Borelli I.,University of Turin |
Borelli I.,Medical Genetics Unit Aou Citta Della Salute E Della Science Of Turin |
Casalis Cavalchini G.C.,Medical Genetics Unit Aou Citta Della Salute E Della Science Of Turin |
Del Peschio S.,University of Turin |
And 14 more authors.
Familial Cancer | Year: 2014
The MLH1 c.2252-2253delAA mutation was found in 11 unrelated families from a restricted area south-west of Turin among 140 families with mutations in the mismatch repair genes. The mutation is located in the highly conserved C-terminal region, responsible for dimerization with the PMS2 protein. Twenty-five tumour tissues from 61 individuals with the c.2252-2253delAA mutation were tested for microsatellite instability (MSI) and protein expression. We compared the clinical features of these families versus the rest of our cohort and screened for a founder effect. All but one tumours showed the MSI-high mutator phenotype. Normal, focal and lack of MLH1 staining were observed in 16, 36 and 48 % of tumours, respectively. PMS2 expression was always lost. The mutation co-segregated with Lynch syndrome-related cancers in all informative families. All families but one fulfilled Amsterdam criteria, a frequency higher than in other MLH1 mutants. This was even more evident for AC II (72.7 vs. 57.5 %). Moreover, all families had at least one colon cancer diagnosed before 50 years and one case with multiple Lynch syndrome-related tumours. Interestingly, a statistically significant (p = 0.0057) higher frequency of pancreatic tumours was observed compared to families with other MLH1 mutations: 8.2 % of affected individuals versus 1.6 %. Haplotype analysis demonstrated a common ancestral origin of the mutation, which originated about 1,550 years ago. The mutation is currently classified as having an uncertain clinical significance. Clinical features, tissue analysis and co-segregation with disease strongly support the hypothesis that the MLH1 c.2252-2253delAA mutation has a pathogenic effect. © 2014 Springer Science+Business Media Dordrecht.
Perga S.,San Luigi University Hospital |
Perga S.,C o San Luigi University Hospital |
Albo A.G.,Bioindustry Park Silvano Fumero SpA |
Lis K.,Bioindustry Park Silvano Fumero SpA |
And 13 more authors.
PLoS ONE | Year: 2015
Background: Multiple sclerosis (MS) is a multifactorial autoimmune disease of the central nervous system with a heterogeneous and unpredictable course. To date there are no prognostic biomarkers even if they would be extremely useful for early patient intervention with personalized therapies. In this context, the analysis of inter-individual differences in cerebrospinal fluid (CSF) proteome may lead to the discovery of biological markers that are able to distinguish the various clinical forms at diagnosis. Methods: To this aim, a two dimensional electrophoresis (2-DE) study was carried out on individual CSF samples from 24 untreated women who underwent lumbar puncture (LP) for suspected MS. The patients were clinically monitored for 5 years and then classified according to the degree of disease aggressiveness and the disease-modifying therapies prescribed during follow up. Results: The hierarchical cluster analysis of 2-DE dataset revealed three protein spots which were identified by means of mass spectrometry as Apolipoprotein E (ApoE) and two isoforms of vitamin D binding protein (DBP). These three protein spots enabled us to subdivide the patients into subgroups correlated with clinical classification (MS aggressive forms identification: 80%). In particular, we observed an opposite trend of values for the two protein spots corresponding to different DBP isoforms suggesting a role of a post-translational modification rather than the total protein content in patient categorization. Conclusions: These findings proved to be very interesting and innovative and may be developed as new candidate prognostic biomarkers of MS aggressiveness, if confirmed. © 2015 Perga et al.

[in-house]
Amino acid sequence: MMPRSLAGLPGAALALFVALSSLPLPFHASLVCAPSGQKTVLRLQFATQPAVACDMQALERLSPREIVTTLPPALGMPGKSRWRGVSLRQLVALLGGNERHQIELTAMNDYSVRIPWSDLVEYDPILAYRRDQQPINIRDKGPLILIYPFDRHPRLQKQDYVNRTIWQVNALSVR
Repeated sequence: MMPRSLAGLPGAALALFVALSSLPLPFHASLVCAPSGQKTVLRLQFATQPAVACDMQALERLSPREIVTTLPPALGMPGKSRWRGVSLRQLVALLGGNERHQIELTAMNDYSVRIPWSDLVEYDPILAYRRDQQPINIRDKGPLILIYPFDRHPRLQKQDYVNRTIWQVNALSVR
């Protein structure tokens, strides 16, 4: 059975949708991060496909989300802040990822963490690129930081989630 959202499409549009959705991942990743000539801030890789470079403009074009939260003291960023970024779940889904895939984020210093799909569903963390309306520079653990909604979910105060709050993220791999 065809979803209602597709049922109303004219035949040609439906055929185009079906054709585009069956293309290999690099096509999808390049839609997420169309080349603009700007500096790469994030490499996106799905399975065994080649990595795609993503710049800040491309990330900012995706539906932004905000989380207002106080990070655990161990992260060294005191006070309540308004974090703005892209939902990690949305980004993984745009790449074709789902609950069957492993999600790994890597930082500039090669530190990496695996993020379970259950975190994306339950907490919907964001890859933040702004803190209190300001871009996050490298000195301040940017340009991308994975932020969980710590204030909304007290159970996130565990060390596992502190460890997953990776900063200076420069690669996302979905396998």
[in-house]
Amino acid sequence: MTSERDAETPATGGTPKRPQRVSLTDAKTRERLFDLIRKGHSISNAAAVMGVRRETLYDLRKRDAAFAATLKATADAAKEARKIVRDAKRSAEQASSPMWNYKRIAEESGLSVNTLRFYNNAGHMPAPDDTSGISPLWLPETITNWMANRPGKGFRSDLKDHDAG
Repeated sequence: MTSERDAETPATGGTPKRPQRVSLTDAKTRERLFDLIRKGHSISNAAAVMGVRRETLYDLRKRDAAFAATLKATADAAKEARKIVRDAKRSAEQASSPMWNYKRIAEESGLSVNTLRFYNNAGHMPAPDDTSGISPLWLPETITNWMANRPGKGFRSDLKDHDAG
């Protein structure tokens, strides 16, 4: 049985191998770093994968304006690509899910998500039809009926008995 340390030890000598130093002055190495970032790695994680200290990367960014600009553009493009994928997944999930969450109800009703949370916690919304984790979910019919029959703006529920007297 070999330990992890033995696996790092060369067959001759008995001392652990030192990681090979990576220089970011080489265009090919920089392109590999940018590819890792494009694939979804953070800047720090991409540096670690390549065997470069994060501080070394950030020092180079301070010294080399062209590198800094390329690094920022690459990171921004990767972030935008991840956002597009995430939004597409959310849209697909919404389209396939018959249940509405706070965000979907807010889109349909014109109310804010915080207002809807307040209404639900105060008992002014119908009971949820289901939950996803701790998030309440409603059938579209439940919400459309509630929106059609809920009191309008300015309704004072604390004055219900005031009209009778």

Giustetto C.,University of Turin |
Cerrato N.,University of Turin |
Gribaudo E.,University of Turin |
Scrocco C.,University of Turin |
And 10 more authors.
Heart Rhythm | Year: 2014
Background A high prevalence of atrial fibrillation/atrial flutter (AF/AFl) has been reported in small series of Brugada patients, with discordant data. Objective The purpose of this study was to analyze, in a large population of Brugada patients, the prevalence of AF/AFl, its correlation with prognosis, and the efficacy of hydroquinidine (HQ) treatment. Methods Among 560 patients with Brugada type 1 ECG (BrECG), 48 (9%) had AF/AFl. Three groups were considered: 23 patients with BrECG pattern recognized before AF/AFl (group 1); 25 patients first diagnosed with AF/AFl in whom Class IC antiarrhythmic drugs administered for cardioversion/prophylaxis unmasked BrECG (group 2); and 512 patients without AF/AFl (group 3). Recurrence of AF/AFl and occurrence of ventricular arrhythmias were evaluated at follow-up. Results Mean age was 47 ± 15 years, 59 ± 11 years, and 44 ± 14 years in groups 1, 2, and 3, respectively. Seven subjects (32%) in group 1 had syncope/aborted sudden death, 1 (4%) in group 2, and 122 (24%) in group 3. Ventricular arrhythmia occurred in three patients in group 1, none in group 2, and 10 in group 3 at median follow-up of 51, 68, and 41 months, respectively. Nine patients in group 1 and nine in group 2 received HQ for AF/AFl prophylaxis; on therapy, none had AF/AFl recurrence. Conclusion Prevalence of AF/AFl in Brugada patients is higher than in the general population of the same age. Patients in group 1 are younger than those in group 2 and have a worse prognosis compared to both groups 2 and 3. HQ therapy has proved useful and safe in patients with AF/AFl and BrECG. © 2014 Heart Rhythm Society.